About the Book
As Lucy Muchelney watches her ex-lover’s sham of a wedding, she wishes herself anywhere else. It isn’t until she finds a letter from the Countess of Moth, looking for someone to translate a groundbreaking French astronomy text, that she knows where to go. Showing up at the Countess’ London home, she hoped to find a challenge, not a woman who takes her breath away.
Catherine St Day looks forward to a quiet widowhood once her late husband’s scientific legacy is fulfilled. She expected to hand off the translation and wash her hands of the project—instead, she is intrigued by the young woman who turns up at her door, begging to be allowed to do the work, and she agrees to let Lucy stay. But as Catherine finds herself longing for Lucy, everything she believes about herself and her life is tested.
While Lucy spends her days interpreting the complicated French text, she spends her nights falling in love with the alluring Catherine. But sabotage and old wounds threaten to sever the threads that bind them. Can Lucy and Catherine find the strength to stay together or are they doomed to be star-crossed lovers?
336 pages (kindle)
Published on June 25, 2019
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Sometimes I’m in the mood for something different. Something maybe a bit softer, less fantasy. I happened upon this book on the random, and at first I thought “Nah, that’s not really up my street” but I couldn’t stop thinking about it, and about how good it would feel to just read a book that had nothing to do with what I was writing, nor what I was editing.
So I ended up buying it, and I read the entire thing in about two nights, which is extremely uncommon for me these days.
The Lady’s Guide to Celestial Mechanics was nothing short of delightful, a slow-burn friends-to-lovers story, the book seemed to cover so many different aspects of life and reality in the Victorian era, all of which made the relationship between Lucy Muchelney and Catherine St. Day that much brighter. And yet, it’s steeped in realism as well, in science and learning, and the role of women in society.
The book starts with Lucy having to watch her ex get married, and her heart is breaking. These first few pages really impressed me, and this is honestly why I bought the book. The pain Lucy feels in this moment is so sharp, so well-written, so real I couldn’t look away. I knew that any author who could nail my emotions down like that in the first few pages was an author I needed to pay attention to. I was soon delighted to learn that the rest of the book is similarly realistic. Emotional notes that were so real they felt like they were part of me seemed to be the hallmark of this tale. Not everything is sad. There are a whole lot of funny, flirty, awkward, and frustrating moments as well, but it was the emotions in all of these scenes that really made me sit up and pay attention.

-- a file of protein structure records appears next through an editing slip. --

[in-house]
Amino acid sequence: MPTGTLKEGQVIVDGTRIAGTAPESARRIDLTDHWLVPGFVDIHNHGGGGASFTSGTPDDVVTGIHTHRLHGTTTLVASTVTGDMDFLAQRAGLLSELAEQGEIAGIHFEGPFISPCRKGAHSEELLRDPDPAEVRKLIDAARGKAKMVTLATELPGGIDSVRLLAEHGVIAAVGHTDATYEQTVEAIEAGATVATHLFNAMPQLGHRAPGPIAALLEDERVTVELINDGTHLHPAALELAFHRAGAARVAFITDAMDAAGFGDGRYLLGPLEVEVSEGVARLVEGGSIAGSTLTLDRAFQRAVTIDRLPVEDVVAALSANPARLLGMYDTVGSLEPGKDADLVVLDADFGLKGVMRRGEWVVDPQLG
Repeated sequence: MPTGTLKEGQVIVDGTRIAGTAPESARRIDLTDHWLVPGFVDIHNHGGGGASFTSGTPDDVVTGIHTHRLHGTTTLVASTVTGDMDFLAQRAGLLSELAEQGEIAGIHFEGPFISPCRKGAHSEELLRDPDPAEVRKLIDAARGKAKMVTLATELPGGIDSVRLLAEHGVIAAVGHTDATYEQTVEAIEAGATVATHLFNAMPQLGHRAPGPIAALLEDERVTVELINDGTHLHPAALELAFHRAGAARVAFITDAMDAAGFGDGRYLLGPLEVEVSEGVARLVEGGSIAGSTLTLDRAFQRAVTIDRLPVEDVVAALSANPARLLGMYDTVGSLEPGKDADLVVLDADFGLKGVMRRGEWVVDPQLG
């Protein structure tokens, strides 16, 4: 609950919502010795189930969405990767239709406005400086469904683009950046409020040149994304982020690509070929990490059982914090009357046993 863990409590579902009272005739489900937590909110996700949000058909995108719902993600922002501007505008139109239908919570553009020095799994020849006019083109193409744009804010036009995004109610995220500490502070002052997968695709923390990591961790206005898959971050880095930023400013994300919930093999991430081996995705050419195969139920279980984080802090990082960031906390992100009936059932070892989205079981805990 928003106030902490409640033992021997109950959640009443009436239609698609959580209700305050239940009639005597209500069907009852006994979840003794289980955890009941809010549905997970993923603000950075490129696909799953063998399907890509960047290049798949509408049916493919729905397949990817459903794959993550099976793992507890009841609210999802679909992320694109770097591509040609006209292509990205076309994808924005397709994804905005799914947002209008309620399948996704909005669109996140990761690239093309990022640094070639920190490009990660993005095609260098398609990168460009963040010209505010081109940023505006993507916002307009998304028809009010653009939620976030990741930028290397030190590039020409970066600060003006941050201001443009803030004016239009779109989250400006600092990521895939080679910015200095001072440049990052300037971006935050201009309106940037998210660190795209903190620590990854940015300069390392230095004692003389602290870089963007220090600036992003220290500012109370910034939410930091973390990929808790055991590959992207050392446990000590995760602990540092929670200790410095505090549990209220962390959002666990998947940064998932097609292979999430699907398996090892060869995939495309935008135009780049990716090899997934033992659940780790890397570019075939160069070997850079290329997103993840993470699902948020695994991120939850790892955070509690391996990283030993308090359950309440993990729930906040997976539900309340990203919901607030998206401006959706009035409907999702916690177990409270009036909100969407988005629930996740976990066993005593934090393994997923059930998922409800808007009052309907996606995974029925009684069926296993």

Lucy and Catherine are coming at their relationship from different directions. Catherine can’t imagine that loving a woman is a thing that happens. Lucy, however, knows that it is possible, though neither of them are certain about each other. There are a lot of flirty glances, uncertain thrusts into potential romance, moments that are so subtle and yet decadent when the author takes her time revealing and even relishes the different layers of romance, ardor, and falling in love.
Yet this isn’t just about love and desire. There’s science, art, and learning as well, and I loved how these two different threads balanced each other out. On the one hand, I was captivated by Lucy and Catherine. On the other hand, I found them both interesting on their own. Catherine, who is a widow trying to make her way into a secure, comfortable, and predictable future and Lucy, who has a passion for scholarly studies. In a world run by men, there are some definite moments where I was extremely frustrated by how they were being treated by the men in their lives, but again, that’s part of the realism of the age.
Their lives come together over a French text that Catherine asks Lucy to translate, and while they are both connecting over this project, life keeps spinning on around them, as life does. In this patriarchal society, Catherine and Lucy find validation in each other, and the freedom to be who they are, despite society’s strictures. And yet, the weaving of this personal story through a novel replete with respect and even passion for scholarly pursuits, mathematics, science, art, gave the entire thing a sense of wonder that I found truly captivating, and helped me connect with the characters a much deeper level.
There is heartbreak here as well. A chapter near the end of the book just about gutted me, but I powered through to the ending and I am glad I did.
So, where does that leave us?
The Ladies Guide to Celestial Mechanics really blew my socks off. It wasn’t the kind of book I usually read, but it was an absolute delight in every sense of the word. It was a warm hug on a cold night, and the kind of book I fully intend on reading again, and again, and again…